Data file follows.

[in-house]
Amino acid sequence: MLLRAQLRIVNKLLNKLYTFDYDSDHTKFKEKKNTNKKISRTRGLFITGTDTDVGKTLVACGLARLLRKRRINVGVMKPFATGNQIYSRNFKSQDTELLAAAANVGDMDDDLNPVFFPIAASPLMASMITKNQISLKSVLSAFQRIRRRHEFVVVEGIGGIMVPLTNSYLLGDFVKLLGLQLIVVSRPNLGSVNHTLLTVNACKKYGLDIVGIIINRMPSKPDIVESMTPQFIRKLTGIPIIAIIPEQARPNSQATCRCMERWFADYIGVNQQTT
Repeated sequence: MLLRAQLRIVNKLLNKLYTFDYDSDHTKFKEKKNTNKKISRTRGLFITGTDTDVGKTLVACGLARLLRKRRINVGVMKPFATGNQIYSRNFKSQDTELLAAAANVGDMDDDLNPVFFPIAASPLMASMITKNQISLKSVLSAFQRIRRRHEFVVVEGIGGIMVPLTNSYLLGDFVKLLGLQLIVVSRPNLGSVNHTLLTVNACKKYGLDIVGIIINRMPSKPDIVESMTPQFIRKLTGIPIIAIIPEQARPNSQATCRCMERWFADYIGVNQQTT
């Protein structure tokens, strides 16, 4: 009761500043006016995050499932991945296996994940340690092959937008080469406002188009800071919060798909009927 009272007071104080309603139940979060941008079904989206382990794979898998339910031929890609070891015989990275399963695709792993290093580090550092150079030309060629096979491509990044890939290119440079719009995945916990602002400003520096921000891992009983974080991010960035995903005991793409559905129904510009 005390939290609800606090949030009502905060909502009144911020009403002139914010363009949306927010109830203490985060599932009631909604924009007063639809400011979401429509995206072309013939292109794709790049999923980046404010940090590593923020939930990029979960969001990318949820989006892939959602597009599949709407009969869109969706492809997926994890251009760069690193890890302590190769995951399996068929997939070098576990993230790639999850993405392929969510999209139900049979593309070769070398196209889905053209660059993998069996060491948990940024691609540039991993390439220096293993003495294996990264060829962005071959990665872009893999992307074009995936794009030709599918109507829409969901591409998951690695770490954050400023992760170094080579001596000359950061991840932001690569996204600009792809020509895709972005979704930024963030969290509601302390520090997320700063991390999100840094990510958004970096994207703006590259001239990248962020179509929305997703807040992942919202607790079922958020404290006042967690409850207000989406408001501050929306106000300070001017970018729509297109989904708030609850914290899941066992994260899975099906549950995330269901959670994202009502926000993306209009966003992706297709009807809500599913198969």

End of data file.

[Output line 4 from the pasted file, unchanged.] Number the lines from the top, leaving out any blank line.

């Protein structure tokens, strides 16, 4: 009761500043006016995050499932991945296996994940340690092959937008080469406002188009800071919060798909009927 009272007071104080309603139940979060941008079904989206382990794979898998339910031929890609070891015989990275399963695709792993290093580090550092150079030309060629096979491509990044890939290119440079719009995945916990602002400003520096921000891992009983974080991010960035995903005991793409559905129904510009 005390939290609800606090949030009502905060909502009144911020009403002139914010363009949306927010109830203490985060599932009631909604924009007063639809400011979401429509995206072309013939292109794709790049999923980046404010940090590593923020939930990029979960969001990318949820989006892939959602597009599949709407009969869109969706492809997926994890251009760069690193890890302590190769995951399996068929997939070098576990993230790639999850993405392929969510999209139900049979593309070769070398196209889905053209660059993998069996060491948990940024691609540039991993390439220096293993003495294996990264060829962005071959990665872009893999992307074009995936794009030709599918109507829409969901591409998951690695770490954050400023992760170094080579001596000359950061991840932001690569996204600009792809020509895709972005979704930024963030969290509601302390520090997320700063991390999100840094990510958004970096994207703006590259001239990248962020179509929305997703807040992942919202607790079922958020404290006042967690409850207000989406408001501050929306106000300070001017970018729509297109989904708030609850914290899941066992994260899975099906549950995330269901959670994202009502926000993306209009966003992706297709009807809500599913198969």